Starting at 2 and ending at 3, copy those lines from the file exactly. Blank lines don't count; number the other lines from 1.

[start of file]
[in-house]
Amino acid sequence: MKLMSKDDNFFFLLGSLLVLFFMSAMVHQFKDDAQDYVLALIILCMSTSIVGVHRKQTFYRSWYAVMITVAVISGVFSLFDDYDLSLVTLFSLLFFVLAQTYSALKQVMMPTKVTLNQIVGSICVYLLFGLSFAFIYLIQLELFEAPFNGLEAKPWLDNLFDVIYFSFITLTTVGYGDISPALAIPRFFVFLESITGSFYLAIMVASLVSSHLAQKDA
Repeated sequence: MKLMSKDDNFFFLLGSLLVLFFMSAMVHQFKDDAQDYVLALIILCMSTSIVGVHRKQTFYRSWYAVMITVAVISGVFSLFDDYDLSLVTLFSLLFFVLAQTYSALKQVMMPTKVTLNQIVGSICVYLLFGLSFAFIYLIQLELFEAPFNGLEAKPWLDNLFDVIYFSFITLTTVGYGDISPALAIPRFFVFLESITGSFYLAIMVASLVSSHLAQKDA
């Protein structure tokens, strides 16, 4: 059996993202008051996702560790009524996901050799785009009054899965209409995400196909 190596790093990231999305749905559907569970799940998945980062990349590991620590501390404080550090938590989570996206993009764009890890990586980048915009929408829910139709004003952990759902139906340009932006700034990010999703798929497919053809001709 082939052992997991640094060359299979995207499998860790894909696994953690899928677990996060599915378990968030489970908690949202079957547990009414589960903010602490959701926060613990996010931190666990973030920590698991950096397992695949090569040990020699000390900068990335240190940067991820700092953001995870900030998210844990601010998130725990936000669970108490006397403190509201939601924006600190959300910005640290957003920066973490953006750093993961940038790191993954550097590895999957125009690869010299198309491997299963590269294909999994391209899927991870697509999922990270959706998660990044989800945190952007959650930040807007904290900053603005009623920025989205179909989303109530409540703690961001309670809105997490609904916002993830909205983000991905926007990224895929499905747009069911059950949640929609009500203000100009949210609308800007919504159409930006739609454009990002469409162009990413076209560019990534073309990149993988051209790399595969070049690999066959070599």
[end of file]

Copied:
Amino acid sequence: MKLMSKDDNFFFLLGSLLVLFFMSAMVHQFKDDAQDYVLALIILCMSTSIVGVHRKQTFYRSWYAVMITVAVISGVFSLFDDYDLSLVTLFSLLFFVLAQTYSALKQVMMPTKVTLNQIVGSICVYLLFGLSFAFIYLIQLELFEAPFNGLEAKPWLDNLFDVIYFSFITLTTVGYGDISPALAIPRFFVFLESITGSFYLAIMVASLVSSHLAQKDA
Repeated sequence: MKLMSKDDNFFFLLGSLLVLFFMSAMVHQFKDDAQDYVLALIILCMSTSIVGVHRKQTFYRSWYAVMITVAVISGVFSLFDDYDLSLVTLFSLLFFVLAQTYSALKQVMMPTKVTLNQIVGSICVYLLFGLSFAFIYLIQLELFEAPFNGLEAKPWLDNLFDVIYFSFITLTTVGYGDISPALAIPRFFVFLESITGSFYLAIMVASLVSSHLAQKDA